‘Nearly All’ New Pentagon Weapons Vulnerable To Cyber Attacks, GAO Report Says

USAF Tests Weapons In Nevada Desert.
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A new report by the United States Government Accountability Office (GAO) has revealed that “nearly all” the weapon system being developed by the US military between 2012 and 2017 are vulnerable to cyber attacks.

In cybersecurity tests of major weapon systems that are being developed by the Department of Defense, testers were able to hack into some of the complex weapons systems and take control over them using relatively simple tools and techniques.

The GAO report released on Oct. 9 showed that in one case, a two-person team took only an hour to gain initial access to a weapon system, and just a day to gain full control of the system they were testing.

In some instances, the weapon systems that used commercial or open source software did not change the default password when the software was installed. It only took a search on the internet to find the passwords and gain administrator privileges.

According to the GAO, weapon program officials who were asked about these vulnerabilities believed that their systems were secure and discounted some of the test results as unrealistic.

The report stemmed from a request from the Senate Armed Services Committee, which asked the GAO to review the Pentagon’s efforts to secure weapons system.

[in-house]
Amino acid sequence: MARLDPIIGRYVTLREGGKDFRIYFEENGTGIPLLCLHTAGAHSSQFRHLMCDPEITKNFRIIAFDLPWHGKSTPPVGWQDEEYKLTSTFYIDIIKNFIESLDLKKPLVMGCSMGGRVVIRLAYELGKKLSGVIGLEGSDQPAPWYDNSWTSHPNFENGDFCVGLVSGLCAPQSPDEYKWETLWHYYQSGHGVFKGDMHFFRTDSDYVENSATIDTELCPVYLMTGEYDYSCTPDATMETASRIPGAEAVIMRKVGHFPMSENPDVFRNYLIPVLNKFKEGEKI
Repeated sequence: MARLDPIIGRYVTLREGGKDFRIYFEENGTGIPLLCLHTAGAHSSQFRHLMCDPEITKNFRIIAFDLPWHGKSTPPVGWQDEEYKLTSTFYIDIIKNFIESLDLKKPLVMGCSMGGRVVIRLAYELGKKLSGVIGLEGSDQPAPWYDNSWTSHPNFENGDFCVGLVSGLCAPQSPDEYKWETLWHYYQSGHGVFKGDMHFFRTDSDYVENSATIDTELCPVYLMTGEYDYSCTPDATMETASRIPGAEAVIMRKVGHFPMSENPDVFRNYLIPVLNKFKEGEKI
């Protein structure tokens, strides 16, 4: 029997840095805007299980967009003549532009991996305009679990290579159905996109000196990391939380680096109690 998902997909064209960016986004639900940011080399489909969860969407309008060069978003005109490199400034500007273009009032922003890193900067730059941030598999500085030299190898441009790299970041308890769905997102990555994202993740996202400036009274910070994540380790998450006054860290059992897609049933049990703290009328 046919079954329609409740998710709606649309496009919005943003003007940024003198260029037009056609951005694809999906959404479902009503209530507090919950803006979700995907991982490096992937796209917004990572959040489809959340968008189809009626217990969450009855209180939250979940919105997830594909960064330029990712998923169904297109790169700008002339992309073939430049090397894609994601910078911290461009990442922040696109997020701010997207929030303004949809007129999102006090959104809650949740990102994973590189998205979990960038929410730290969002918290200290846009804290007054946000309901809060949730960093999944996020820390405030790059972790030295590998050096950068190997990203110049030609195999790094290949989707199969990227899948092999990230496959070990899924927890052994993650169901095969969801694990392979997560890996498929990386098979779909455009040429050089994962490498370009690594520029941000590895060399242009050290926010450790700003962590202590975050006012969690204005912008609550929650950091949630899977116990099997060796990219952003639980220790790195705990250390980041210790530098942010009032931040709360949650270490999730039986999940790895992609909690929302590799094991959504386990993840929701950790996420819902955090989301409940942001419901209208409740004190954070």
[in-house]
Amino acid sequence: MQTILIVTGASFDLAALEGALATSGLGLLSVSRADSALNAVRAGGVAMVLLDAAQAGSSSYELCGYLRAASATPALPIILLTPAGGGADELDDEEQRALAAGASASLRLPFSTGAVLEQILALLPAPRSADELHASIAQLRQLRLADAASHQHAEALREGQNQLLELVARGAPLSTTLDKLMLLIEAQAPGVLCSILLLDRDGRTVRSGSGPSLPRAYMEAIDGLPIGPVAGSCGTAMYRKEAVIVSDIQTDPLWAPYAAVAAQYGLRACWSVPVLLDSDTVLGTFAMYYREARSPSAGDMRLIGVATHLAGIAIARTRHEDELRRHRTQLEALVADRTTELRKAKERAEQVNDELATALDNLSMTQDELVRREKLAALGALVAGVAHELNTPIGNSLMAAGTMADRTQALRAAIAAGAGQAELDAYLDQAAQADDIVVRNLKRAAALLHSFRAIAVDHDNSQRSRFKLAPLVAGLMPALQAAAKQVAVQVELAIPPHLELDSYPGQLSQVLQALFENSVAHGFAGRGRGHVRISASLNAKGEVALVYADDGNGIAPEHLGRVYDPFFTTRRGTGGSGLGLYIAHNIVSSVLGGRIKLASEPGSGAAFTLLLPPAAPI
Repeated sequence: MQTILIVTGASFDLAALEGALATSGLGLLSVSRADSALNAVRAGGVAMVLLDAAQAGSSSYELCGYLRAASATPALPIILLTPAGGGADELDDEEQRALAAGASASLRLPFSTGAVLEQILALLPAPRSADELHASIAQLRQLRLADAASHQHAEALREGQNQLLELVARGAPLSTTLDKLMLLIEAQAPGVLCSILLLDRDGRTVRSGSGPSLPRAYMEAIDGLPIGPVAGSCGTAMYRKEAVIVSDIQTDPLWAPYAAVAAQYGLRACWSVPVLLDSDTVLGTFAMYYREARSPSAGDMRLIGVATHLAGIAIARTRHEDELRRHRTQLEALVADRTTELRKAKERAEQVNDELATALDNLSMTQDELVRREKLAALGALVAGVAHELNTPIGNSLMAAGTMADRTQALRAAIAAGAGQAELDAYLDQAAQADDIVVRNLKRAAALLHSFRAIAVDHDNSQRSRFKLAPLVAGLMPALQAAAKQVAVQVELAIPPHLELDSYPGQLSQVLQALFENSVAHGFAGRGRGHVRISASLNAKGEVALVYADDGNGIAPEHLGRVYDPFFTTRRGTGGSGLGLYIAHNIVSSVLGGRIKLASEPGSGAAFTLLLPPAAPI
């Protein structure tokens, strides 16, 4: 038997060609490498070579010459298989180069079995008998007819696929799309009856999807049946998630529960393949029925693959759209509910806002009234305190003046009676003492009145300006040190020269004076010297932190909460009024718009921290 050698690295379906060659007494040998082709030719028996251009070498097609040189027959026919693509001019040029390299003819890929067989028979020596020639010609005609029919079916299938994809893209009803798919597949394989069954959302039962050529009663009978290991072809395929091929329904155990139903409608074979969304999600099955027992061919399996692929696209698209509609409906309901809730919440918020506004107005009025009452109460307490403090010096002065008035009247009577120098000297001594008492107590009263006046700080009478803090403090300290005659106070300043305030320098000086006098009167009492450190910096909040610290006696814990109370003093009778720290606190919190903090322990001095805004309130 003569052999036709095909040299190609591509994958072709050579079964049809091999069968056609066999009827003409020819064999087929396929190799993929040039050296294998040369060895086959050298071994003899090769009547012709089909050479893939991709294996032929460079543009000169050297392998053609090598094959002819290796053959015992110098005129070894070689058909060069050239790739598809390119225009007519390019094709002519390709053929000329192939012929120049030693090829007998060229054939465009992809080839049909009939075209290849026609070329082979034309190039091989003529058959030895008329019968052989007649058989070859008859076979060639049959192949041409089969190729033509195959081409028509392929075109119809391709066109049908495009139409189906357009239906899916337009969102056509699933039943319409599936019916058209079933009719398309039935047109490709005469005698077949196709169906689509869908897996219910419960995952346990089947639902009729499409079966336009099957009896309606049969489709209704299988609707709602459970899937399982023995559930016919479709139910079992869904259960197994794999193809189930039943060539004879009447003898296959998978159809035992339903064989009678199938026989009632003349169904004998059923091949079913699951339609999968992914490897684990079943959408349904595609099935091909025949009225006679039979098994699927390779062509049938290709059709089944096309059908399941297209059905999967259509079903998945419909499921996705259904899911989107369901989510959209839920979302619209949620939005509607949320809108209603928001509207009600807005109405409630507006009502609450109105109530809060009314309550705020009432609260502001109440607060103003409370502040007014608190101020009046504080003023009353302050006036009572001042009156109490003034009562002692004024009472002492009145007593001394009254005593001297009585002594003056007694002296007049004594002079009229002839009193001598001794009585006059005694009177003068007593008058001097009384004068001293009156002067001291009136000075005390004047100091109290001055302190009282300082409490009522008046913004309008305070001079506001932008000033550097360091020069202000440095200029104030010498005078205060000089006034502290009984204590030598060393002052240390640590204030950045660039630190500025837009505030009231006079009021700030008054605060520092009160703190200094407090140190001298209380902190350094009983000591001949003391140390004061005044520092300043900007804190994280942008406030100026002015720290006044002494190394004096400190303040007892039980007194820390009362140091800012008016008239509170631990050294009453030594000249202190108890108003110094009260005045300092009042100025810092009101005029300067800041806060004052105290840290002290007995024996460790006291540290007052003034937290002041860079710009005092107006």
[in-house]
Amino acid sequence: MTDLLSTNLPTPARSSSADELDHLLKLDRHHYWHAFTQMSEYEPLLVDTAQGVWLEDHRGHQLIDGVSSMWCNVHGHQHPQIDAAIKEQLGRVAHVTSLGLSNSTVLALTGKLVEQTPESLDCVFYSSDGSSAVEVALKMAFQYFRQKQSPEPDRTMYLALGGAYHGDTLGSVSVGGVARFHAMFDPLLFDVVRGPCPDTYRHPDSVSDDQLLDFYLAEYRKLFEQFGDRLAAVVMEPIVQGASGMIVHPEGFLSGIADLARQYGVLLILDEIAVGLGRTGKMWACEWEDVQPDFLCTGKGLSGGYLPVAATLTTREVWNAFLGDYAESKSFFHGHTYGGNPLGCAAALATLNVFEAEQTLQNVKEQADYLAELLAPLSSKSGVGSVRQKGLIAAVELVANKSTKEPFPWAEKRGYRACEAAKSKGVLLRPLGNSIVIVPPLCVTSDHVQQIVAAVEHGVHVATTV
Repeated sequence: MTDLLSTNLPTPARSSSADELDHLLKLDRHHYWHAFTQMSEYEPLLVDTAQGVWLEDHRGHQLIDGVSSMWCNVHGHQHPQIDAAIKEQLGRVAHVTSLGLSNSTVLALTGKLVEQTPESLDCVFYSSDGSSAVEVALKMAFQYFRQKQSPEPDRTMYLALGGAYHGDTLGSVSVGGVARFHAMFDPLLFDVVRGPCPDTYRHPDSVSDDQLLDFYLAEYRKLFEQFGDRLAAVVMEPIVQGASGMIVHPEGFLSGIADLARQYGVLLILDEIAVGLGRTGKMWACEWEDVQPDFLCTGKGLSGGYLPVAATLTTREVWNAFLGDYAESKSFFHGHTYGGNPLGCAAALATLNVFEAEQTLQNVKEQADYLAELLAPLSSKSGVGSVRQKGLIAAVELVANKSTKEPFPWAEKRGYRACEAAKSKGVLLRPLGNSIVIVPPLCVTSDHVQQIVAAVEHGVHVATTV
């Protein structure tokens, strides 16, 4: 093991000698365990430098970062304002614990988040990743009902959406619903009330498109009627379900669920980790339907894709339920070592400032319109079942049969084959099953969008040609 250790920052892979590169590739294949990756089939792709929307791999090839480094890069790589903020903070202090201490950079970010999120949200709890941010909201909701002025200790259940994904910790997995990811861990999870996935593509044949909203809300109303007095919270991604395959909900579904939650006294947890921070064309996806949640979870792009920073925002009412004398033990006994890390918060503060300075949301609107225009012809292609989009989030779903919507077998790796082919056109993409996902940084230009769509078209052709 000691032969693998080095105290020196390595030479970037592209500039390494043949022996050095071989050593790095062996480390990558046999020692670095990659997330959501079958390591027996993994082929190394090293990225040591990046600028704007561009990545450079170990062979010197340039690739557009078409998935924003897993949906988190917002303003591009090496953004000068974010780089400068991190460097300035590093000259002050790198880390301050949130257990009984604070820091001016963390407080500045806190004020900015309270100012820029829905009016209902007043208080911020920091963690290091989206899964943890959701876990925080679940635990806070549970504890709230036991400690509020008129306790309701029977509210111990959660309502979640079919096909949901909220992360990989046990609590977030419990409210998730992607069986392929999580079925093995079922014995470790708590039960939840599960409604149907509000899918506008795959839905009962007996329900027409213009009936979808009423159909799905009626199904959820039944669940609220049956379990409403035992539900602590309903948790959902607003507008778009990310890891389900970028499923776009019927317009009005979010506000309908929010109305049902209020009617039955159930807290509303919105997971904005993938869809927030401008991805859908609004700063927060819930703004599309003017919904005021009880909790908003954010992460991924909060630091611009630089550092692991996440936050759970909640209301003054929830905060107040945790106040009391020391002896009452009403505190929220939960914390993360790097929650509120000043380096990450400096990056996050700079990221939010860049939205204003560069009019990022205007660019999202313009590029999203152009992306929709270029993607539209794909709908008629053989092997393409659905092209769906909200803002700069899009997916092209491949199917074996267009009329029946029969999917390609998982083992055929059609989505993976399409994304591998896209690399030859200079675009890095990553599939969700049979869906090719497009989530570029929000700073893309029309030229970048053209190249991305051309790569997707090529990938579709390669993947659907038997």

Sailors monitor combat missions over Iraq from combat direction center.
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“DOD plans to spend about $1.66 trillion to develop its current portfolio of major weapon systems. Potential adversaries have developed advanced cyber-espionage and cyber-attack capabilities that target DOD systems,” the GAO said.

The GAO looked at the data from the Pentagon’s own security tests of its weapon systems that are currently under development. It also interviewed officials responsible for cybersecurity, analyzing how the systems are protected and how these would respond to cyber attacks.

The weapons are vulnerable due to their connectivity to other systems, which the Pentagon has long considered as an advantage. Weapons such as the F-35 Joint Strike Fighter, for instance, have the ability to contact a range of other systems making it easier to share critical military information.

The GAO said that connectivity is why weapons systems are vulnerable. It means potential hackers only need to penetrate one of the connected systems to gain access to others.

In a statement to CNN, Pentagon spokesperson Maj. Audricia Harris said that the Pentagon takes threats to the nation seriously.

“We are continuously strengthening our defensive posture through network hardening, improved cybersecurity, and working with our international allies and partners and our defense Industrial Base and defense Critical Infrastructure partners to secure critical information,” she said.

The GAO does not have any recommendation at this time and said it will continue to evaluate the issue.